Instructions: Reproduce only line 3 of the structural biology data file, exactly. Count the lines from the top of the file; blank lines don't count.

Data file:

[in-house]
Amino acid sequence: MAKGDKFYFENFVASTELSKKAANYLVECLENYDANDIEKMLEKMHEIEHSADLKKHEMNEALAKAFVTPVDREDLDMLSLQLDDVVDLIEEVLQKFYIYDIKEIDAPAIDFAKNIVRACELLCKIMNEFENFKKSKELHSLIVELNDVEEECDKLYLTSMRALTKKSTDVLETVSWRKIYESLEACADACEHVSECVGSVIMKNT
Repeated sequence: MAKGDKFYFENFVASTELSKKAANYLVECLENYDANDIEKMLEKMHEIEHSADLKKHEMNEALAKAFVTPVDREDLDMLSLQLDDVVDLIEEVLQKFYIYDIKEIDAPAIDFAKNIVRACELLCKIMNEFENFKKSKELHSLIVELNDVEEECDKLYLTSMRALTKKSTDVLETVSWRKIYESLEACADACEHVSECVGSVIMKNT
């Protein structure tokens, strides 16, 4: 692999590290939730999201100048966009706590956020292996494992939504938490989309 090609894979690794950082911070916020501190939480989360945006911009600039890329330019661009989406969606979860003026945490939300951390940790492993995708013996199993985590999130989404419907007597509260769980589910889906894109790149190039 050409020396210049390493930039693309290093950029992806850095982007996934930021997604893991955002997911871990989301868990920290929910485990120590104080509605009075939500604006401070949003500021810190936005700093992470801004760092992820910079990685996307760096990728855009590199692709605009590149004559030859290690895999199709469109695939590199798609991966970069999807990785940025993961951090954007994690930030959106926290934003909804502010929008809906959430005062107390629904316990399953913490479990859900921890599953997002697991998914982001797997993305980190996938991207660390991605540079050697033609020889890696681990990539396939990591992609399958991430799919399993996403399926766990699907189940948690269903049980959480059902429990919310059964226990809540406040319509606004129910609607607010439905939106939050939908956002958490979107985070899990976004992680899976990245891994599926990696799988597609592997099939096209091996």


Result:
Repeated sequence: MAKGDKFYFENFVASTELSKKAANYLVECLENYDANDIEKMLEKMHEIEHSADLKKHEMNEALAKAFVTPVDREDLDMLSLQLDDVVDLIEEVLQKFYIYDIKEIDAPAIDFAKNIVRACELLCKIMNEFENFKKSKELHSLIVELNDVEEECDKLYLTSMRALTKKSTDVLETVSWRKIYESLEACADACEHVSECVGSVIMKNT